The Royal Commission into the Management of Police Informants recommenced for round four public hearings yesterday, hearing from just one witness: former Victoria police officer Paul Dale.
Mr Dale used his time in the witness box to criticise Victoria Police and its dealings with Ms Gobbo as a police informer.
“This is an opportunity for Victorian citizens to see the corruption within the higher ranks of the Victoria Police and their total disregard of our law,” Mr Dale said at the beginning of his testimony.
Throughout questioning by counsel assisting Chris Winneke QC, Mr Dale claimed Victoria Police and Ms Gobbo worked together as part of a “set-up” which ultimately saw him charged with the 2004 murder of police informer Terence Hodson and his wife Christine Hodson.
At the time, Mr Dale was accused of orchestrating Melbourne gangland criminal Carl Williams to organise a hitman to murder the Hodsons.
Mr Dale recounted how he had a telephone conversation with Ms Gobbo regarding legal advice, for which he claimed Ms Gobbo offered on a pro bono basis, and noted he was under the assumption that it was protected by legal professional privilege.
“As a result of that conversation, I was charged with murder and spent eight months [in] solitary confinement,” Mr Dale told the commission.
Counsel assisting Winneke then asked Mr Dale if he knew Ms Gobbo was telling her “handlers” about him during their conversations, which he understood to be private.
“I had absolutely no idea. I wouldn’t have gone near her with a 40-foot pole if I knew she was a police informer,” he responded.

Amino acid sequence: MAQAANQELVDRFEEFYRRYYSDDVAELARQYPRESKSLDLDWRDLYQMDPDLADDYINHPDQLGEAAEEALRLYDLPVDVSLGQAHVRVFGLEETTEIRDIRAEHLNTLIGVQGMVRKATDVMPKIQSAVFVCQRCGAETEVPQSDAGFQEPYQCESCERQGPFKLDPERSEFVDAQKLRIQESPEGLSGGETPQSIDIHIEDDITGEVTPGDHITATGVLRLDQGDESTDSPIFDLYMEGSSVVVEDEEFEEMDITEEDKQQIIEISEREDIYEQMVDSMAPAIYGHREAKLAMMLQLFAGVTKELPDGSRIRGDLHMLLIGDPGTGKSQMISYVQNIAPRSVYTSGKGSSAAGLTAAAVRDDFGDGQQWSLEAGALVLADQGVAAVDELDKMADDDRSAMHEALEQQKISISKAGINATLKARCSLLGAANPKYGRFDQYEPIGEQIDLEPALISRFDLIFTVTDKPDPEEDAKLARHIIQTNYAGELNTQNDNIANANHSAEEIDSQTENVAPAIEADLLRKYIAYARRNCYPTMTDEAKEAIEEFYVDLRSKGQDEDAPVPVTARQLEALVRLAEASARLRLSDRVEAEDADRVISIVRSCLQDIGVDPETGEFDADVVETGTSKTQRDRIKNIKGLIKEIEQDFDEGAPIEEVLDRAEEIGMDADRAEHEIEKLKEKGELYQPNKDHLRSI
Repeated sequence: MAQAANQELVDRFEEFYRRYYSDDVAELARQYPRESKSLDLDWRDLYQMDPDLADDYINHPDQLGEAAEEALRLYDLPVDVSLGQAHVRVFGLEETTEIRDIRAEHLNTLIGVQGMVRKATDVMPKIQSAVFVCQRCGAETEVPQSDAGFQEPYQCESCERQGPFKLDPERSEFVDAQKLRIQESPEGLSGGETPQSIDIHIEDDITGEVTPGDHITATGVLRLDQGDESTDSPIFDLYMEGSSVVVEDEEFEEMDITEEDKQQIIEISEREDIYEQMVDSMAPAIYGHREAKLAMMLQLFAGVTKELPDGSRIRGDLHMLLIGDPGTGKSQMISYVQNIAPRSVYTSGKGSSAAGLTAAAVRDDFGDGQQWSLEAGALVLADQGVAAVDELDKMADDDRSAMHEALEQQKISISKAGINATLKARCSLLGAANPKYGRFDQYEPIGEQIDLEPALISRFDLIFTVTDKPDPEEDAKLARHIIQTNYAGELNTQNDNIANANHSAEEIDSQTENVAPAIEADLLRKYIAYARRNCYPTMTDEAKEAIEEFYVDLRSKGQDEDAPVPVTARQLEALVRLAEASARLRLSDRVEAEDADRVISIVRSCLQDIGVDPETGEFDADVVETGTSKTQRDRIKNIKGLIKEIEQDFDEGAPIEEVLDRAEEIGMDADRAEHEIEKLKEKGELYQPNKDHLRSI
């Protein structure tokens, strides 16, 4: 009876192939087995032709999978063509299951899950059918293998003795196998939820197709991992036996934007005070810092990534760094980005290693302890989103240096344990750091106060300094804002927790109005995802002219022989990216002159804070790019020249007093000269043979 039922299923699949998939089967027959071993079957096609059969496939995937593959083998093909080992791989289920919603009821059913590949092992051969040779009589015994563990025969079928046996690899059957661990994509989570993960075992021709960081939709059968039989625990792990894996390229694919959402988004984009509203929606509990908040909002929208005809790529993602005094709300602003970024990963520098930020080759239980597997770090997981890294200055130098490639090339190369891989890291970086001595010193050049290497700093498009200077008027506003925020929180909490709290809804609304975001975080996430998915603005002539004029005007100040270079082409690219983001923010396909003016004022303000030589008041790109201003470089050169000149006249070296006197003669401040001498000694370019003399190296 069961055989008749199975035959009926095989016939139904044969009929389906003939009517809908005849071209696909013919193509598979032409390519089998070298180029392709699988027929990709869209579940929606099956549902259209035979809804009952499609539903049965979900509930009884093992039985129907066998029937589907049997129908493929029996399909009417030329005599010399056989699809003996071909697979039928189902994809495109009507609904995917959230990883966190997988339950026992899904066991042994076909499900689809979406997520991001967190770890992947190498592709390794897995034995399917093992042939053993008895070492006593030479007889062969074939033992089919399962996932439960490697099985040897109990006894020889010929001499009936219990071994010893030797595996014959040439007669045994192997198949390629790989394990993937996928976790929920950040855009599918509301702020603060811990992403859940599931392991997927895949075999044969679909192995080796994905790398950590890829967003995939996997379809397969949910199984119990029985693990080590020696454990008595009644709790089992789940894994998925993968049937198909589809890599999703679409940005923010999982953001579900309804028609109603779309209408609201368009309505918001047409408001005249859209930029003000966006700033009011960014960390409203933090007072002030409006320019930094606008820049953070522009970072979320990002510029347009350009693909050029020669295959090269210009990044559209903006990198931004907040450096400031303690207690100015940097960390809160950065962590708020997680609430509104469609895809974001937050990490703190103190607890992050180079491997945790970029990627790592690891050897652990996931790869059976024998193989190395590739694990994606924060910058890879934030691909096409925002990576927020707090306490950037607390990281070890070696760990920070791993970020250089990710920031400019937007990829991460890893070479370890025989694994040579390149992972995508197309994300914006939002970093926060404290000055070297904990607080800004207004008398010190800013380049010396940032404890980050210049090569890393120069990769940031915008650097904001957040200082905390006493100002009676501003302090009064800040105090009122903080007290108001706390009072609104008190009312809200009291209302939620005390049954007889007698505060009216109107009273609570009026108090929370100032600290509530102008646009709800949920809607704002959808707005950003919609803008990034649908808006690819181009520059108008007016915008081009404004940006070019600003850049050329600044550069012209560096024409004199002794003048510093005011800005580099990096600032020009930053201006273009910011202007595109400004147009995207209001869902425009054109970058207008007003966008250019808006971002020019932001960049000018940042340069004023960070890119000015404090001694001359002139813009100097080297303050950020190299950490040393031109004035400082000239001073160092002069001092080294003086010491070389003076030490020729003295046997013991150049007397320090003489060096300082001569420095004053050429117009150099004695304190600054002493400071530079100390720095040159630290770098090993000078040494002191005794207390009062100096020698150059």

Mr Dale then described how he was “horrified” that legal professional privilege was taken advantage of and how it’s now clear to him that Ms Gobbo and Victoria Police were working together “against the interests of justice”.
The case against Mr Dale was ultimately dropped when Carl Williams was murdered in prison, and it was determined that the evidence against Mr Dale, detailing how there had been phone calls between he and Williams before the Hodson murders, didn’t stand up in court.
Mr Dale claimed Ms Gobbo, under the instruction of Victoria Police, facilitated the only phone call between the pair while he and Ms Gobbo were at the Crown Casino together prior to his arrest.
“I never rang him, she rang him,” Mr Dale said.
“I was being set up to make it look like I had this unethical, unlawful relationship (with Carl Williams),” Mr Dale said.
“I firmly believe that (Victoria Police) used her against me… It was an absolute debacle in court.”
Continuing his testimony after lunch, Mr Dale noted how in hindsight he can identify several instances whereby Ms Gobbo was acting inappropriately in mixing her roles as both a lawyer and police informant.
“[Regarding his interactions with Gobbo] now I look back on it, she was wired up, and working with Victoria Police, and hoping there was something she could incriminate me with, and luckily I had done nothing wrong,” he said.
“… She was a lawyer, and I sought legal advice from her, and it’s a disgrace what Victoria Police made her do,” he added, before noting the dealings between them are a “complete breach of Victoria’s legal system”.
“That’s why we are here today — and I feel sorry for Ms Gobbo, because she was forced to do it.”
Keep up to date with the latest coming out of the royal commission by following Lawyers Weekly’s live blog.
Over the course of round four public hearings, we’ll be exploring 2004 and 2005, with more focus on Ms Gobbo’s dealings with Mr Dale, as well as her dealings with the Purana Taskforce, and her handover to the Source Development Unit, and registration as a human source by the SDU in September 2005.